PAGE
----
Lifesabeech From , joined Dec 1969, posts, RR: Posted (12 years 4 months 2 weeks 6 days 13 hours ago) and read 2246 times:
I'm considering purchasing a Nikkor 80-200/f2.8 lens for use with an N80/F80. There are 2 common versions of this lens:
1)80-200mm f/2.8D AF ED-IF
This is the older (and cheaper version)
2)80-200mm f/2.8D IF-ED AF-S
Newer version with SilentWave
From what I have read these lens are optically quite similar. I can't imagine complaining about either one. The question I have is whether I will be at much of a disadvantage with the older model when it comes to aviation photography. Would the focusing with the older version of the lens on the F80/N80 be more than fast enough. I can appreciate that the SilentWave version will be better but I can't bring myself to spend that much money. I can handle buying a used version of the older one and if necessary purchase it new (it has been discounted a little since the introduction of the newer version). I know that I can (and have) read tons of reviews and even try the lenses in the store but none of these will tell me what I can expect in the field. Any personal experience?
Mikephotos From United States of America, joined Oct 2000, 2923 posts, RR: 56 Reply 3, posted (12 years 4 months 2 weeks 5 days 23 hours ago) and read 2155 times:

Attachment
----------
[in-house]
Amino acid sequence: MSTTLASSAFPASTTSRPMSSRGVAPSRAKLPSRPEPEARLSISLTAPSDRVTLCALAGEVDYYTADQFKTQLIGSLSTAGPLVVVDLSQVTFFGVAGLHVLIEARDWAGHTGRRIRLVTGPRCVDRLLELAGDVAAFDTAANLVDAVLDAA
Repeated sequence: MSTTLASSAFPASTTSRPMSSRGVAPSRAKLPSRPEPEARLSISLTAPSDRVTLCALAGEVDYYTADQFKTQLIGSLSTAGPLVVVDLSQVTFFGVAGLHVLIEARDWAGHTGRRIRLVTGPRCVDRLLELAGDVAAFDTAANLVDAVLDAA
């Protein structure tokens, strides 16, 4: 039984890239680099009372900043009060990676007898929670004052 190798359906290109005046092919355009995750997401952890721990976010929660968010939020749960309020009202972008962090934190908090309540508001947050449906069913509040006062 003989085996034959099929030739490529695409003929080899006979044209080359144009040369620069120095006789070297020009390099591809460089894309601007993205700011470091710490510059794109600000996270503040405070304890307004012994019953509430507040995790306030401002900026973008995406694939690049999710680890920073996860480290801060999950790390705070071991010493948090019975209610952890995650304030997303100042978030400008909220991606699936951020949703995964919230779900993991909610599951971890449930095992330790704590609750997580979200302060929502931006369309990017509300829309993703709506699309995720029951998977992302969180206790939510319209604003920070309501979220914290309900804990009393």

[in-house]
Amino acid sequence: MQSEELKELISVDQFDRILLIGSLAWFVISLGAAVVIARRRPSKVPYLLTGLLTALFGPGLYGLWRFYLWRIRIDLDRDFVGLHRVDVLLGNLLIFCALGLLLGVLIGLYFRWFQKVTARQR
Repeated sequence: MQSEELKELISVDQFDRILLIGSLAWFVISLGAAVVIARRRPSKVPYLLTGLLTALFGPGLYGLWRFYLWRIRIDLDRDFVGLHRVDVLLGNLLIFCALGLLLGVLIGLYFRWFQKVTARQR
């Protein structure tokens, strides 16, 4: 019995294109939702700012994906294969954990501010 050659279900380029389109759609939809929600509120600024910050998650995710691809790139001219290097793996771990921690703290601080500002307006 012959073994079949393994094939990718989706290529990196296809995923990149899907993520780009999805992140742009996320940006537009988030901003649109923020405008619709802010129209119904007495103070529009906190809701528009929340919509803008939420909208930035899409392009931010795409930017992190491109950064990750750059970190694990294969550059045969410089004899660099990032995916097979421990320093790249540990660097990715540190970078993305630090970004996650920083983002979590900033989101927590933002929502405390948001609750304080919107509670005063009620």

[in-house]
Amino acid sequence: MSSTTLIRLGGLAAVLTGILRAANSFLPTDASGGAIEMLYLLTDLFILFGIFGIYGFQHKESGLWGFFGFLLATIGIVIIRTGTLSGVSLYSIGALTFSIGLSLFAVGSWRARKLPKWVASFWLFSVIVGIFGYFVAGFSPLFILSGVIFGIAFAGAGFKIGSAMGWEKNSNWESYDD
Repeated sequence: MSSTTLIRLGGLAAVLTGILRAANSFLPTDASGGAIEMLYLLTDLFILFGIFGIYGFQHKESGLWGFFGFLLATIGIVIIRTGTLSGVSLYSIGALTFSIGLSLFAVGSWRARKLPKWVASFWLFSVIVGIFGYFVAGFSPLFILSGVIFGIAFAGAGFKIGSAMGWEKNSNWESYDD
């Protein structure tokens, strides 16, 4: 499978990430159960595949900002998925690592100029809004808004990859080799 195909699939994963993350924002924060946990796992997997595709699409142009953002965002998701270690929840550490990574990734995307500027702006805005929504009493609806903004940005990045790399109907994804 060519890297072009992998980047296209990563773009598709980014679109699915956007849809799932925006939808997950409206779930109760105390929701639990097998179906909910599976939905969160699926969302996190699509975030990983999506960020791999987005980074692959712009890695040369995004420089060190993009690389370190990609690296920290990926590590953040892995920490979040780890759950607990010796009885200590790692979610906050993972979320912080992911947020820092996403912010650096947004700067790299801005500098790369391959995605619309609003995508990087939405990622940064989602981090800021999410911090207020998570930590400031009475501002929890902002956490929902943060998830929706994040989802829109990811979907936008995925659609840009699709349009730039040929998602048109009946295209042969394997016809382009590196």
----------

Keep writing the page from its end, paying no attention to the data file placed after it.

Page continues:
The "newer" non-AF-S version does have a built-in tripod collar. Shooting handheld is very easy and I do it all-the-time. The lens is not really that heavy. In fact, I think it's easier to shoot with because of the weight than my old 70-300/f4-5.6. The 70-300 was too light and I noticed more "movement" with that lens than the 80-200/f2.8. From reports I've read, the AF-S is only slightly faster (AF) than the newest non-AF-S lens. Also, optically it's very very similar as you mentioned.
AirNikon From United States of America, joined Apr 2000, 290 posts, RR: 40 Reply 4, posted (12 years 4 months 2 weeks 5 days 15 hours ago) and read 2140 times:
Michael is right on with his comments. The 70-300 is TOO small and light, not offering much stability. I would compare the two lenses to a Beretta 25 and a S&W .357MAG. Both can do the job, but the latter does it better. In fact the 80-200 on an F5 is a heck of a weapon, if ever needed in self-defense...
Don't get married, don't have kids, and you will have more money than you know what to do with...
R Wood From , joined Dec 1969, posts, RR: Reply 5, posted (12 years 4 months 2 weeks 5 days 14 hours ago) and read 2129 times:
Yeh, I have to agree with the others: I have owned both; I love the tripod collar on the older version (right before the AFS) and the speed (of focussing) was not markedly slower, it was slower, but not by much.
As for the newer AFS 80-200 f/2.8, in general, it's great, seems a tad bigger, responds slightly better, but they messed up big time with the tripod collar they put on it! It is very difficult to swing from vert to horiz in a pinch. You can, however, take off the collar which does me no good whatsoever since I use monopods a lot.
R Wood From , joined Dec 1969, posts, RR: Reply 6, posted (12 years 4 months 2 weeks 5 days 14 hours ago) and read 2134 times:
I have the AFS 80-200 f/2.8 and to me it seems fairly light weight and should be very easy to hand-hold. The hood I'm sure is effective but is rather conspicuous. Many times I take it off to be less noticeable. The tripod collar and hood come with the lens at no extra charge. See or similar website for weight-size info.